CAIRO – 5 July 2019: Egypt achieved a primary budget surplus of LE 36 billion, a positive leap that has not been achieved in many years, all credited to the public financial tuning efforts, fixing imbalances, reducing differences between income and expenses, and putting an end to the drain of resources, which wasted billions of Egyptian pounds in the support system that benefited only the rich at the expense of ordinary and poor citizens.
Thanks to the economic reform program, established in July 2014 and started in 2016, the budget has reached a very positive level of performance by achieving a growing initial surplus, in addition to an increase in total investments to LE1.17 trillion, with a growth of more than 26%, and allocating LE 149 billion to support bread, rationed goods, fuel, electricity and water, according to Egypt Today website.
An International Monetary Fund (IMF) team has visited Egypt on May 2019 to conduct the fifth and final review of Egypt’s economic reform program supported by a three-year Extended Fund Facility.
The IMF staff team and the Egyptian authorities have reached a staff-level agreement on the fifth and final review of Egypt’s economic reform program, which is supported by the IMF’s Extended Fund Facility arrangement.
The IMF statement said over the last three years the Egyptian authorities have carried out an ambitious home-grown reform program which has aimed to correct significant external and domestic imbalances, promote inclusive growth and job creation, and strengthen social spending.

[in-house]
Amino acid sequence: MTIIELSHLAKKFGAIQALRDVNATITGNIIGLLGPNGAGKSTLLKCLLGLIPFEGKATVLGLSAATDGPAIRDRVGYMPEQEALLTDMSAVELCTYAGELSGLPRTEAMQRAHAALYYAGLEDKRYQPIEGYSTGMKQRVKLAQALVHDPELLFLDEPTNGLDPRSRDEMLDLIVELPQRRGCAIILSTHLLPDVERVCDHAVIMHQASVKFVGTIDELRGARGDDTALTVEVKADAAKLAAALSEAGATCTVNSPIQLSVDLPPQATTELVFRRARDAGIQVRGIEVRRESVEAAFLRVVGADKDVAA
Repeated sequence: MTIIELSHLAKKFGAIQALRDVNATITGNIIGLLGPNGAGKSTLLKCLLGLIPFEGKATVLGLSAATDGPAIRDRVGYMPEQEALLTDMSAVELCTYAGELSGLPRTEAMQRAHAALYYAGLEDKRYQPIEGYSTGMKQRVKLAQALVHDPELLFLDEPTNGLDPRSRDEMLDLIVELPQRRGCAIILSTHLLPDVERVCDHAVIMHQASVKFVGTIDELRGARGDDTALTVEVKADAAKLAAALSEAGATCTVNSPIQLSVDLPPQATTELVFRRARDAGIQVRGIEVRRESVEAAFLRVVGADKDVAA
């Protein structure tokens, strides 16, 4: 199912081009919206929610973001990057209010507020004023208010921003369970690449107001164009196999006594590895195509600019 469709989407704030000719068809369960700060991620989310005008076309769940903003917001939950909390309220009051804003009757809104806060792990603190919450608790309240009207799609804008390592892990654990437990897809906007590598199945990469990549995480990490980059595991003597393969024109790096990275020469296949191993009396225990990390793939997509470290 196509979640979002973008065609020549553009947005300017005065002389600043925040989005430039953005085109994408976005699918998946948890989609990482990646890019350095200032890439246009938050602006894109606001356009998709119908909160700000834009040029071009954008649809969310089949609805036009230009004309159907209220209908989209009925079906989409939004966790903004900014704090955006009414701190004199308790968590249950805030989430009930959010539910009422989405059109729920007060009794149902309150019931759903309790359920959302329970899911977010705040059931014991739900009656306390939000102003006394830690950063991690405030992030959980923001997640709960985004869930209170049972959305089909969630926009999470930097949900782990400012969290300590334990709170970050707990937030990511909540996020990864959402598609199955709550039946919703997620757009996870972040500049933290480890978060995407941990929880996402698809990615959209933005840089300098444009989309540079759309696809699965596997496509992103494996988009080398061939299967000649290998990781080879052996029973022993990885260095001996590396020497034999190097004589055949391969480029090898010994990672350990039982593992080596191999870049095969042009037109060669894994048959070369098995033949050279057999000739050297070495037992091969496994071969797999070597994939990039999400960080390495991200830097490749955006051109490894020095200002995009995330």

“The authorities’ efforts have been successful in achieving macroeconomic stabilization, a recovery in growth, and an improvement in the business climate.
“GDP growth accelerated from 4.2 percent in 2016/17 to 5.3 percent in 2017/18; unemployment declined from 12 percent to below 9 percent; and the current account deficit narrowed from 5.6 percent of GDP to 2.4 percent,” the statement added.
“Gross general government debt is expected to decline according to our estimates to about 85 percent of GDP in 2018/19 from 103 percent of GDP in 2016/17. International reserves increased from US$17 billion in June 2016 to US$44 billion in March 2019.
“As a result, Egypt has become more resilient to the elevated uncertainty in the external environment.”
Chairman of the Committee of Planning and State Budget in the House of Representatives, Hussein Eissa, said the citizens' understanding of the reform program has enhanced the potential for its success and contributed to the success that the whole world is currently witnessing.
He also added that the real value of the reform program is the trust of international monetary funds and foreign investors, pointing out that there are current negotiations between the Ministry of Investment and the IMF to continue cooperation in forms of support, consultations and conferences in light of the desire of the Fund to help Egypt and the desire of the Egyptian state to benefit from its expertise.